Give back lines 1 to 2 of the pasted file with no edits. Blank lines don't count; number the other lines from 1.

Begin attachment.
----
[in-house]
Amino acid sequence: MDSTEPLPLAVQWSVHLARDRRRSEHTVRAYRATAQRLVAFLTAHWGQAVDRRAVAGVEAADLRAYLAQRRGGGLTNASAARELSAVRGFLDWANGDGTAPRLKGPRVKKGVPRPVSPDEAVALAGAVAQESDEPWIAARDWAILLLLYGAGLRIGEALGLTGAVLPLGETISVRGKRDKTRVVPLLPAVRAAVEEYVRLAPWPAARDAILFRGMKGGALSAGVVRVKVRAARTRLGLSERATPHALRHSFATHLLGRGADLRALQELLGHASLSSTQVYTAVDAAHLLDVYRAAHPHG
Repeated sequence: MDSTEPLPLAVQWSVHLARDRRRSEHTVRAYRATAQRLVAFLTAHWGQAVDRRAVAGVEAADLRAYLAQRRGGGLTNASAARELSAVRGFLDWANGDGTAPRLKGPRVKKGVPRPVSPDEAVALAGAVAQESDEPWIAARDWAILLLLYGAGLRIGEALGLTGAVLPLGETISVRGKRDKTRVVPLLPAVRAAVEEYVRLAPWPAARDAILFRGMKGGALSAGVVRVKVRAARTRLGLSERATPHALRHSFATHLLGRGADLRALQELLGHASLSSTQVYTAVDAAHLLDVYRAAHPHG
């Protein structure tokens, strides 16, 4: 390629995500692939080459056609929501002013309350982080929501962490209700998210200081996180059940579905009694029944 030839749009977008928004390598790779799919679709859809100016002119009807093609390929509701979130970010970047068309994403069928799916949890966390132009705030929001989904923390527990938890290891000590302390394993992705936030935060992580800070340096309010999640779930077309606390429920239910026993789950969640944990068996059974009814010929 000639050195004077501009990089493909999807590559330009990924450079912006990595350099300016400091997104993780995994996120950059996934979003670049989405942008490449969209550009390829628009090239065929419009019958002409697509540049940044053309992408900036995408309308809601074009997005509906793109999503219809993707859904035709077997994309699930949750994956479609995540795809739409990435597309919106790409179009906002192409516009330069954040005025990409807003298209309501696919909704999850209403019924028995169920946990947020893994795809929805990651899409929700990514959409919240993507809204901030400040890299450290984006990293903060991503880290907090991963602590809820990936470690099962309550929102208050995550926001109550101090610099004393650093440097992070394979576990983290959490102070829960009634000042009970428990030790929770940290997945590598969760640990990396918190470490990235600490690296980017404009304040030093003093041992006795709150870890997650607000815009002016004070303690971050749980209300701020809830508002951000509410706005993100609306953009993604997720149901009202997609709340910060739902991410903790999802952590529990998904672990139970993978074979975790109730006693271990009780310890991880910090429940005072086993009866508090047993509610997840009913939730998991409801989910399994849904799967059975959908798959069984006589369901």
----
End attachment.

[in-house]
Amino acid sequence: MDSTEPLPLAVQWSVHLARDRRRSEHTVRAYRATAQRLVAFLTAHWGQAVDRRAVAGVEAADLRAYLAQRRGGGLTNASAARELSAVRGFLDWANGDGTAPRLKGPRVKKGVPRPVSPDEAVALAGAVAQESDEPWIAARDWAILLLLYGAGLRIGEALGLTGAVLPLGETISVRGKRDKTRVVPLLPAVRAAVEEYVRLAPWPAARDAILFRGMKGGALSAGVVRVKVRAARTRLGLSERATPHALRHSFATHLLGRGADLRALQELLGHASLSSTQVYTAVDAAHLLDVYRAAHPHG